• Goldman Sachs is hoping to finally put the 1MDB bribery scandal behind it after agreeing to pay nearly $3 billion in fines to settle the affair that started a decade ago in Malaysia. The settlement “includes the highest penalty ever under the Foreign Corrupt Practices Act,” Bloomberg reports.

Europe

  • The European bourses were flat at the open. And then Germany reported better than expected manufacturing data, lifting the euro and stocks. The Europe Stoxx 600 was up roughly 0.5% two hours into the trading session.
  • Economists now predict the ECB will boost monetary stimulus by a further €500 billion—bringing the total to €1.85 trillion ($2.18 trillion)—as soon as next month to keep the COVID-stricken economy from falling into a deep recession.
  • Daimler shares were up 1.7% in mid-morning trade after the carmaker revised upwards its full-year forecast thanks to solid growth in China.

U.S.

  • U.S. futures are in the red. That’s after the three major indexes eked out gains yesterday in incredibly volatile trade.
  • In premarket trading, Gilead Sciences shares were up as much as 7% after its remdesivir got FDA approval to treat COVID-19. As Fortune‘s Sy Mukherjee notes, remdesivir is “not a save-all” treatment, but the regulatory approval is significant.
  • Shares in Tesla are flat in pre-market trading after a modest bump yesterday. Investors cheered the latest profit beat, but doubts linger over whether that will be enough to vault the EV maker into the S&P 500.
  • Looking ahead: we get the latest batch of manufacturing data before the bell. Let’s see if it can match today’s rosy German numbers.

Elsewhere

  • Gold is up, trading just above $1,910/ounce.
  • The dollar is down.
  • Crude is down. Brent continues to trade just above $42/barrel.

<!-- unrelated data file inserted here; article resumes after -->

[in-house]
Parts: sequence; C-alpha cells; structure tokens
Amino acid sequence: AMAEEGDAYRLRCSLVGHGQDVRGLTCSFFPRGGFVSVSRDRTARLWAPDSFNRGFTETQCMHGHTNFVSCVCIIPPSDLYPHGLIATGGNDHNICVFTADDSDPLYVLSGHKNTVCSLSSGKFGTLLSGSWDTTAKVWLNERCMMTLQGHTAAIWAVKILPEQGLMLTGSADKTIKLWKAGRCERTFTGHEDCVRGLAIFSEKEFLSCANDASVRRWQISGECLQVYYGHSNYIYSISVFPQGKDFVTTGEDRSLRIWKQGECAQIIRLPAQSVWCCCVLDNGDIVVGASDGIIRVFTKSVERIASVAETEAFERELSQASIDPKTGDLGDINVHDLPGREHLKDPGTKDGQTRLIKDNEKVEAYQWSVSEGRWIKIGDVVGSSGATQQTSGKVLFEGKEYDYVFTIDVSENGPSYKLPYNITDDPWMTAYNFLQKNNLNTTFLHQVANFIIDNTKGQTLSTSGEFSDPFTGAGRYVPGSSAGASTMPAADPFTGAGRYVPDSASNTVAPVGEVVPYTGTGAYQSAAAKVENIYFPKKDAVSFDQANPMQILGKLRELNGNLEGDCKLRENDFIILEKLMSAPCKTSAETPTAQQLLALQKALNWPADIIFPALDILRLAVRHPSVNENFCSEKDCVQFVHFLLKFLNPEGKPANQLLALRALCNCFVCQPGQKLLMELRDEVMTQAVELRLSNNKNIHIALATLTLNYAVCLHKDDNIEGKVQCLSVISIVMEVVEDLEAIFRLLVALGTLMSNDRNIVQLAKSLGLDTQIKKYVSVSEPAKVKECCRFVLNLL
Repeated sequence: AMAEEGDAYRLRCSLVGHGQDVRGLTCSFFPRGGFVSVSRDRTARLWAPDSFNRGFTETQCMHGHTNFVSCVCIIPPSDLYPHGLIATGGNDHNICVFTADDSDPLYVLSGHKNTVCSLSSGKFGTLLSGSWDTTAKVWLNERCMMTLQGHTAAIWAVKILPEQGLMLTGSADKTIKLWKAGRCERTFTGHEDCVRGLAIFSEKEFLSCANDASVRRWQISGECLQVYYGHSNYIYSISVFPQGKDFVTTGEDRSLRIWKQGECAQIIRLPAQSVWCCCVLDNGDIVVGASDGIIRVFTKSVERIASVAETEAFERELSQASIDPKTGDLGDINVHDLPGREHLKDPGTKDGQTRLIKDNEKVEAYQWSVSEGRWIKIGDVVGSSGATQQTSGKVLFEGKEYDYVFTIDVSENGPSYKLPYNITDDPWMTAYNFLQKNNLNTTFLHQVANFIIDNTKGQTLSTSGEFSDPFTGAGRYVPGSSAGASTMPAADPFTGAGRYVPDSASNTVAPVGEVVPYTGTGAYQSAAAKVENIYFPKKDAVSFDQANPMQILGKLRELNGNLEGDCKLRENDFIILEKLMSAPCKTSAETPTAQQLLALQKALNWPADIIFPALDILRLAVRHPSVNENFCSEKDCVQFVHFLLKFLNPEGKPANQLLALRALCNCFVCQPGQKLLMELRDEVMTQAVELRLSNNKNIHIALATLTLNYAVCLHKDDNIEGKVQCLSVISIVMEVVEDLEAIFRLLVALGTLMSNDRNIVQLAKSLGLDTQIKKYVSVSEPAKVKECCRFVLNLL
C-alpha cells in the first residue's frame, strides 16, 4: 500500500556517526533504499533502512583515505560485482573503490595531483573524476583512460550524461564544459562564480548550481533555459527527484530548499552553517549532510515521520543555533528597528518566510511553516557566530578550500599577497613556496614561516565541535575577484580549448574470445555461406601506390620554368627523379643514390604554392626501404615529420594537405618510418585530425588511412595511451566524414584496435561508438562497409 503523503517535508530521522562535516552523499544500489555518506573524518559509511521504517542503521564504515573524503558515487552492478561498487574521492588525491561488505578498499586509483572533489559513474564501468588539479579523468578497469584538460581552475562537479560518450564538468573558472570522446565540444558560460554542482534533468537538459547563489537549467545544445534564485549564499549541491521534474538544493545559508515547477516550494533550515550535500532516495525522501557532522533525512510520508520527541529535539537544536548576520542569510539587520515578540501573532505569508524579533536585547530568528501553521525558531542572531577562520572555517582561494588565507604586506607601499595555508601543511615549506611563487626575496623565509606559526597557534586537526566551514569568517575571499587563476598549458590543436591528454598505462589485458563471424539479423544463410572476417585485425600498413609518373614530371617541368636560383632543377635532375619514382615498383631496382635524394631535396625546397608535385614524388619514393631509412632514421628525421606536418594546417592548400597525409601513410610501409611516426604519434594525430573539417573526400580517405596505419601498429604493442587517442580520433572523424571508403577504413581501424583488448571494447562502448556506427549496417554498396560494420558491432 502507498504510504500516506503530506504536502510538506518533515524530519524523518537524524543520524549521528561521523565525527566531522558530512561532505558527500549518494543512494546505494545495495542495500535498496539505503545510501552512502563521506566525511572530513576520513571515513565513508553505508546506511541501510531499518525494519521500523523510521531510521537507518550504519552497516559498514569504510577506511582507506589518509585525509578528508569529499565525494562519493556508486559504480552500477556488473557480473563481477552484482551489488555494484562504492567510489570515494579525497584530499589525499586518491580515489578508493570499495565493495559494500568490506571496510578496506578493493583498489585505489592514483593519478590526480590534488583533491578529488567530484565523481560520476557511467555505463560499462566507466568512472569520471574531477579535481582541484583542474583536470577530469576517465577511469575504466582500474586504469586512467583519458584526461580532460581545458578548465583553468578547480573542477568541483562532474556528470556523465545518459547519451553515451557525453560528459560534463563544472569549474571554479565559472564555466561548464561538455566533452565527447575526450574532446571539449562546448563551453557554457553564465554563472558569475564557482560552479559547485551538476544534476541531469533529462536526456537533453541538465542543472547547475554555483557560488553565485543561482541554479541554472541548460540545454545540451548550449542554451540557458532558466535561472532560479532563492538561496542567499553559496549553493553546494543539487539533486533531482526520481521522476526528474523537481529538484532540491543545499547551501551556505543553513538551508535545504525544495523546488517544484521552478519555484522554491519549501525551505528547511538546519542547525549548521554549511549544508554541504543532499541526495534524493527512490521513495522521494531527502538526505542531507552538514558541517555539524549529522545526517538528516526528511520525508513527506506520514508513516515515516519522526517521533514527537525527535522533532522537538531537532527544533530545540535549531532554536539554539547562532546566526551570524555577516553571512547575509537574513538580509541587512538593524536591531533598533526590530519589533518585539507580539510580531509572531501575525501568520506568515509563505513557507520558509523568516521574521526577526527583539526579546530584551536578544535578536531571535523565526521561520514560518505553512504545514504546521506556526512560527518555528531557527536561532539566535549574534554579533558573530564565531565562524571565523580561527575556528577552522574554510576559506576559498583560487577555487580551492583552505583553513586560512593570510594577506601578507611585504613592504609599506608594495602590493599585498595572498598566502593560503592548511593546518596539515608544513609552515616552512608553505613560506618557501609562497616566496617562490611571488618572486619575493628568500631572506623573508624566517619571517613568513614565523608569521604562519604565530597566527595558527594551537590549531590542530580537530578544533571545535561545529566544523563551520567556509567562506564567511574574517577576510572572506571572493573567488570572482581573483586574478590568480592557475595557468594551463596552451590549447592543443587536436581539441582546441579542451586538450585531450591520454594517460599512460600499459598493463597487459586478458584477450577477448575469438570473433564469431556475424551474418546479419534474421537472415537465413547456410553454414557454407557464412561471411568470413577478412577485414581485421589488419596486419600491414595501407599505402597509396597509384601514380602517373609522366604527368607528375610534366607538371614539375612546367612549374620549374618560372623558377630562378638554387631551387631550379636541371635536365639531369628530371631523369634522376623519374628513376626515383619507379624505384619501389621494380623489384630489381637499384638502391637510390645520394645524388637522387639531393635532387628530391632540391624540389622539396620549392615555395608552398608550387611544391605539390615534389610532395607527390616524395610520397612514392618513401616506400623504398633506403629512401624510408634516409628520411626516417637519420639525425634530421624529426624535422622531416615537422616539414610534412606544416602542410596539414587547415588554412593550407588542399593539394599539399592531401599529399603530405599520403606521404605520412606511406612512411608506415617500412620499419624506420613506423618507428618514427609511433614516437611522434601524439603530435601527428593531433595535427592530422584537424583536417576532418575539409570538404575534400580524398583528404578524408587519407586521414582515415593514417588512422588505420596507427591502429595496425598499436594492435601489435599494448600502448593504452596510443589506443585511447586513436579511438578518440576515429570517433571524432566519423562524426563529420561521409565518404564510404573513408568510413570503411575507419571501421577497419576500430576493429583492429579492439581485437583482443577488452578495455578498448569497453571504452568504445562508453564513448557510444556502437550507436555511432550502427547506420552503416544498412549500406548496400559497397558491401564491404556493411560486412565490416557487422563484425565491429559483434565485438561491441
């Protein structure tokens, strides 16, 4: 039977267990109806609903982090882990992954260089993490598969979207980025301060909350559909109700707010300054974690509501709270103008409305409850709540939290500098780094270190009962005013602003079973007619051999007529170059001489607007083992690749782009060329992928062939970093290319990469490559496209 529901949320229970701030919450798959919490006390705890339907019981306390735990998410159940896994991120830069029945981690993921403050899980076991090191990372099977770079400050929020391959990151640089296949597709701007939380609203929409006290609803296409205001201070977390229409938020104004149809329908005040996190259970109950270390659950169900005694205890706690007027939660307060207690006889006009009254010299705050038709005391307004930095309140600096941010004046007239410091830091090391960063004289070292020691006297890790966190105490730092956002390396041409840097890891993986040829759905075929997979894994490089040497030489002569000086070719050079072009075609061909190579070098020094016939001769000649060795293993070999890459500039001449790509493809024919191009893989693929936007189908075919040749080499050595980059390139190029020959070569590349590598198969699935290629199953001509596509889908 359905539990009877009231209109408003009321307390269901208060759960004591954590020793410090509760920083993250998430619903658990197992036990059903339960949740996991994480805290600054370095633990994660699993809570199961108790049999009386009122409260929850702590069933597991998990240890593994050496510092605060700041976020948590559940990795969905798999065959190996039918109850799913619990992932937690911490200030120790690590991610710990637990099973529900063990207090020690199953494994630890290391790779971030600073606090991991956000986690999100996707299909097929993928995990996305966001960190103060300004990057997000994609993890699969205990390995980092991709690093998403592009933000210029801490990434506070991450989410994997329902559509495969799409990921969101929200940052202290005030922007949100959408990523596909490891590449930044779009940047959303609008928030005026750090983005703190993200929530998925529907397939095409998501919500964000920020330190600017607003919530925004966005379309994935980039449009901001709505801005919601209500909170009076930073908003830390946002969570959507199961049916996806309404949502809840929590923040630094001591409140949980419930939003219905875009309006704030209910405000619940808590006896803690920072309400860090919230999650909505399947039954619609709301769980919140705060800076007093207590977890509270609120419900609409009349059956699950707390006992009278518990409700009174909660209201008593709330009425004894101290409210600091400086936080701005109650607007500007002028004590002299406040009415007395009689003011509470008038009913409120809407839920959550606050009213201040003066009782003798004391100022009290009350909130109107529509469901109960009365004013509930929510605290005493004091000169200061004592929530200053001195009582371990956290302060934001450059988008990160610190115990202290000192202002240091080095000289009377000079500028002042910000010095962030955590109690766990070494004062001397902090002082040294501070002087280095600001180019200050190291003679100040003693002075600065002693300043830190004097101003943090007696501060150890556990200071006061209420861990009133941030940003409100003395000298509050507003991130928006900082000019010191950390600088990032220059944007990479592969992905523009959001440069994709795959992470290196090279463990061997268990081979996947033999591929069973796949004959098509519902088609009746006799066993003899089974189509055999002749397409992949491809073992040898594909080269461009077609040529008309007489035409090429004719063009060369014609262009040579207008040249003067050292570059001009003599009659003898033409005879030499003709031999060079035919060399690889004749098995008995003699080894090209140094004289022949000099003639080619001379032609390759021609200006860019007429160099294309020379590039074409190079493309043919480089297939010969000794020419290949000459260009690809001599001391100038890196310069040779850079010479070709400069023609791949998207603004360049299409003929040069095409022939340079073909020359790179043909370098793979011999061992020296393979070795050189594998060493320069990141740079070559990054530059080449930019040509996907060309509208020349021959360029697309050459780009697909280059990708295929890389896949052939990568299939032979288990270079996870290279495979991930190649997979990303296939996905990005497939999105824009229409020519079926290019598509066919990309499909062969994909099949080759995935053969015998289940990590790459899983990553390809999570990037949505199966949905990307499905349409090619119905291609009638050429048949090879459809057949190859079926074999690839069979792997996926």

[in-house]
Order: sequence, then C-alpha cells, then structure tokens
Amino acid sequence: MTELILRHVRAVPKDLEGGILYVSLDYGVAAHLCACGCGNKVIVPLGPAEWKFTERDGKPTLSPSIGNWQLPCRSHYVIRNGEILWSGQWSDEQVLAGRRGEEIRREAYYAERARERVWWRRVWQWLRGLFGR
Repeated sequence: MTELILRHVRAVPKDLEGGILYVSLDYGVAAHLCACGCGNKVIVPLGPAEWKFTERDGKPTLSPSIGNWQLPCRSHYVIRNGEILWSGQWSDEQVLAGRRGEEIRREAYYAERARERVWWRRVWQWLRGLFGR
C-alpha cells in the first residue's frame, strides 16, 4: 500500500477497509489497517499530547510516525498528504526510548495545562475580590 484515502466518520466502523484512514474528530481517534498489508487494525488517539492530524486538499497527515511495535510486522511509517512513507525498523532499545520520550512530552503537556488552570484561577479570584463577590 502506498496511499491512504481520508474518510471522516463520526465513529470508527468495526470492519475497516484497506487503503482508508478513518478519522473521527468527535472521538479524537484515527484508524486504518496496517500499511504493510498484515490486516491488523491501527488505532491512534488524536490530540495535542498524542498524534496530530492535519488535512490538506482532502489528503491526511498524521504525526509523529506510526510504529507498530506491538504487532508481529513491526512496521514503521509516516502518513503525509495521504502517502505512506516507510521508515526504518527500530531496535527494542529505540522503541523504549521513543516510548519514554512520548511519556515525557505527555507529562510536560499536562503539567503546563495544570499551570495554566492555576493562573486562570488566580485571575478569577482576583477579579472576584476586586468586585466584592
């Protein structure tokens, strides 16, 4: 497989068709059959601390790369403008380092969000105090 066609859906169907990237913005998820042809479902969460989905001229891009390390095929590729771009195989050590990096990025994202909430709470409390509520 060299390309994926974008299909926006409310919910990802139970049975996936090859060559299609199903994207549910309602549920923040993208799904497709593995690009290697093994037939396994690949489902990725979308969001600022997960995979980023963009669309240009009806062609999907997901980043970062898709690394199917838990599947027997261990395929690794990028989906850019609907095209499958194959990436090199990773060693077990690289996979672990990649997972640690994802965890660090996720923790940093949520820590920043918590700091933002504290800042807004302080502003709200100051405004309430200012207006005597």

***

By the numbers

13K

We don’t talk often about Bitcoin and its ilk here on Bull Sheet, if only because there’s so much to say about equities and other asset classes. But cryptocurrencies are on a tear at the moment, and worth talking about today. Yesterday, Bitcoin hit a 16-month high, topping $13,100, after PayPal announced it would let users buy a handful of cryptocurrencies, including Ethereum and Bitcoin. As Fortune‘s Bitcoin specialist Jeff John Roberts notes, “Bitcoin is notoriously volatile (though considerably less so than during its early days), and it is often hard to identify single factors that explain price swings. While this week’s surge was almost certainly spurred in large part by the PayPal news, there may be other tailwinds driving the price up.” One theory is that investors are souring on the gold trade, and hopping on the crypto bull run.

-130.54

The Dow Jones Industrial Average closed yesterday at 28363.66—that’s a loss of 130.54 points (-0.4%) over the past five trading days. The stimulus rally continues to show signs of running out of gas. The three major exchanges have been trading in a tight range for much of the past two weeks—going sideways.

5 vs. 495

We’ve talked a lot here about the incredible 2020 bull run for the S&P Five, a.k.a., the FAAMG—Facebook, Apple, Amazon, Microsoft, Google—stocks. Their dominance appears locked in for quarters—and perhaps years—to come as they are not just out-growing the pack, they’re also out-investing the pack. According to Goldman Sachs, the cash-rich FAAMG quintet have a sizable edge in Capex and R&D spending, suggesting they’re sinking big sums into longterm bets while the laggards pull back. It also helps that FAAMG stocks are well ahead in plowing cash into buybacks and dividends, helping driving up their stock prices.

***

Have a nice weekend, everyone. I’ll see you here on Monday. 

Bernhard Warner
@BernhardWarner
Bernhard.Warner@Fortune.com

As always, you can write to bullsheet@fortune.com or reply to this email with suggestions and feedback.